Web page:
National Trust asks residents to reflect on local identity, preservation of culture

Vidushi Shrimali

When UT graduate Jason Clement asked Austinites to describe their city in one word, some of the most popular answers were eclectic, weird, confused and home.

Clement and Julia Rocchi, online content providers for the National Trust for Historic Preservation, made a stop at the Renaissance Market on 23rd and Guadalupe streets on Monday to film interviews for their “Austin Unscripted” project.

The project aims to capture what makes the city unique for Austinites and what elements of the city’s cultural heritage should be preserved.

Clement graduated from UT in 2004 with a degree in advertising and considers himself an Austinite. He said the city was a perfect place to see if a social media project would be effective at reaching the community.

“If it didn’t work in Austin, it wouldn’t work anywhere else,” Clement said.

The team started on Friday at the Wheatsville Co-op on Guadalupe Street, and then worked their way all over Austin, inviting passersby to tape their views on the city. Interviews usually lasted two minutes and included questions such as, “What should Austin save?” and Clement’s favorite, “Can you describe Austin in one word?”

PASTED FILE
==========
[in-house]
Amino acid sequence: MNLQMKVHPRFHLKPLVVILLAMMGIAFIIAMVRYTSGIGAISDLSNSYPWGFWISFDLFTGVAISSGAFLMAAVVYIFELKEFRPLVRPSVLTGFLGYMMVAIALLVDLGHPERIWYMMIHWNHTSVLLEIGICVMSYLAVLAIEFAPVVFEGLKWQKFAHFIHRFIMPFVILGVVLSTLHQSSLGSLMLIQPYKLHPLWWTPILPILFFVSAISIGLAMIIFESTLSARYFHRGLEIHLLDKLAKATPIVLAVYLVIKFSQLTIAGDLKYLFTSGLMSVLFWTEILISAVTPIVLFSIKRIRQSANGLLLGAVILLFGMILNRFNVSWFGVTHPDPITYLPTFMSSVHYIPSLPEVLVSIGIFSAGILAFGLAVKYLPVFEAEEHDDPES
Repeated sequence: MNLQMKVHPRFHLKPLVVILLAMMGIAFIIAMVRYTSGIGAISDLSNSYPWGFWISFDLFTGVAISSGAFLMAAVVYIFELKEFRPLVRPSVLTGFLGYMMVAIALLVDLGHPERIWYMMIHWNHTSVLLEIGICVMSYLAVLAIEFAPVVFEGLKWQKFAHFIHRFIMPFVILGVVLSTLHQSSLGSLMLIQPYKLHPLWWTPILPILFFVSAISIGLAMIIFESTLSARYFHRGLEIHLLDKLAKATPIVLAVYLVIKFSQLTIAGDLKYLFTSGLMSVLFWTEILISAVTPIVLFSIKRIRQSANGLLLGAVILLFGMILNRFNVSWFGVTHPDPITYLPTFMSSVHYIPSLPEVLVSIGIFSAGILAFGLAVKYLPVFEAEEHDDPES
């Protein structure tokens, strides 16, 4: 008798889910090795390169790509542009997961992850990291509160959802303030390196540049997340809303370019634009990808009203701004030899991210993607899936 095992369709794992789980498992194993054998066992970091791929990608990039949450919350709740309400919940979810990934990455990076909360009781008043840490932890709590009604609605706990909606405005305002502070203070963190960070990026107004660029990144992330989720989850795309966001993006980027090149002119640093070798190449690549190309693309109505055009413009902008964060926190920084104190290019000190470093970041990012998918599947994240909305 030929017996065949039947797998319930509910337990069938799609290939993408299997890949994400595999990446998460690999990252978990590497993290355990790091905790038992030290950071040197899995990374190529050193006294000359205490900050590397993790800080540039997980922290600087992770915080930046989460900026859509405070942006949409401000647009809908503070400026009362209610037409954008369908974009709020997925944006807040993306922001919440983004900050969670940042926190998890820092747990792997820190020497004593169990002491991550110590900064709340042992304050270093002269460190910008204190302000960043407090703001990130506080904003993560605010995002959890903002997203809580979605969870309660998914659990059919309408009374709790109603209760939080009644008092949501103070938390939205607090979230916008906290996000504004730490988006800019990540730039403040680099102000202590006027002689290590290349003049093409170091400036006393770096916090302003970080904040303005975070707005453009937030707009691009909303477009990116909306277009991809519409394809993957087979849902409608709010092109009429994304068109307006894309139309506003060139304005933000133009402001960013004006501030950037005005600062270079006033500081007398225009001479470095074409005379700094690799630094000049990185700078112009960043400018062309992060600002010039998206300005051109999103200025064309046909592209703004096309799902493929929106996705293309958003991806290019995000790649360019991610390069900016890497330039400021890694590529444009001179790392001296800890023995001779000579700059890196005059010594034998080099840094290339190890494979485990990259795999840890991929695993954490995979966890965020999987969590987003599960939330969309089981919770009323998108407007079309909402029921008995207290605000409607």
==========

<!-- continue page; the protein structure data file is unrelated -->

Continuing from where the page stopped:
Clement said the team usually picked food places, such as the popular food trailer, Hey Cupcake! on South Congress Avenue, hoping those who support local businesses would take a special interest in preservation efforts. Popular answers included protecting the city’s green space, such as Barton Springs.

UT alumna Marisa Newell said the natural environment was one of her favorite things about Austin.

“The city has a lot to offer what other cities don’t,” Newell said. “There are new places, no matter how often I go out.”

Austin artist Randy Eckels interviewed for the project at the market. He has been selling his silver pieces on the Drag since the market opened in 1976, he said.

Eckels said Austin has changed drastically since he moved to the city 24 years ago.

“Cultural heritage has disappeared, nightclubs and restaurants are closed,” Eckels said. “Austin is starting to look like any other big city.”

While Clement agreed the city’s landscape has changed since he graduated, he said he still believes Austinites take a strong interest in their city.

“People here are really plugged in. Local businesses can’t be [replaced by] shopping centers and people are scared of neighborhoods getting supersized,” Clement said.

Caroline Barker, spokeswoman for the trust, said that part of the reason Austin was chosen as the site of the project was because of the strong presence of social media in the city.

The videos will be on YouTube in a couple of weeks. The team is also encouraging those who couldn’t make it to the filming sites in person to voice their thoughts on the group’s Twitter page, as well as for Austin residents to attend the annual National Preservation Conference that will be held in Austin Oct. 27-30 this year.

“Austin is known for being wired,” Barker said. “We want to make people even more aware of preservation efforts and places that are important to the fabric of the city.”